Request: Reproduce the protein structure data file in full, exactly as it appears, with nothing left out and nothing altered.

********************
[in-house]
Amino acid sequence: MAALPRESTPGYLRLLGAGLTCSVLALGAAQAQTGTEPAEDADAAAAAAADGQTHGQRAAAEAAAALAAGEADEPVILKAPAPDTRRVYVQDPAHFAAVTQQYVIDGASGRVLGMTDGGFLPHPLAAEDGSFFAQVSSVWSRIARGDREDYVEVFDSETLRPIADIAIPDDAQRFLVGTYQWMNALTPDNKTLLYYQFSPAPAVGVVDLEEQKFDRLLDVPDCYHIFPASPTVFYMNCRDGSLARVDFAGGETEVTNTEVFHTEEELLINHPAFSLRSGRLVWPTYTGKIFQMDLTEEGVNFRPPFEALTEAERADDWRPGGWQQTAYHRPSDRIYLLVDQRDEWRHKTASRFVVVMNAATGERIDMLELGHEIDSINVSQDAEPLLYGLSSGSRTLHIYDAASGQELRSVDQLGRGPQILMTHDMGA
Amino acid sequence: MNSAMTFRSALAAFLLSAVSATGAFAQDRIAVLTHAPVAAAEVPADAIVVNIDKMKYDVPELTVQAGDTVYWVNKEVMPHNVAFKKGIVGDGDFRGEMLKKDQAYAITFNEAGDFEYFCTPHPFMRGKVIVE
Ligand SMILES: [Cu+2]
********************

[in-house]
Amino acid sequence: MAALPRESTPGYLRLLGAGLTCSVLALGAAQAQTGTEPAEDADAAAAAAADGQTHGQRAAAEAAAALAAGEADEPVILKAPAPDTRRVYVQDPAHFAAVTQQYVIDGASGRVLGMTDGGFLPHPLAAEDGSFFAQVSSVWSRIARGDREDYVEVFDSETLRPIADIAIPDDAQRFLVGTYQWMNALTPDNKTLLYYQFSPAPAVGVVDLEEQKFDRLLDVPDCYHIFPASPTVFYMNCRDGSLARVDFAGGETEVTNTEVFHTEEELLINHPAFSLRSGRLVWPTYTGKIFQMDLTEEGVNFRPPFEALTEAERADDWRPGGWQQTAYHRPSDRIYLLVDQRDEWRHKTASRFVVVMNAATGERIDMLELGHEIDSINVSQDAEPLLYGLSSGSRTLHIYDAASGQELRSVDQLGRGPQILMTHDMGA
Amino acid sequence: MNSAMTFRSALAAFLLSAVSATGAFAQDRIAVLTHAPVAAAEVPADAIVVNIDKMKYDVPELTVQAGDTVYWVNKEVMPHNVAFKKGIVGDGDFRGEMLKKDQAYAITFNEAGDFEYFCTPHPFMRGKVIVE
Ligand SMILES: [Cu+2]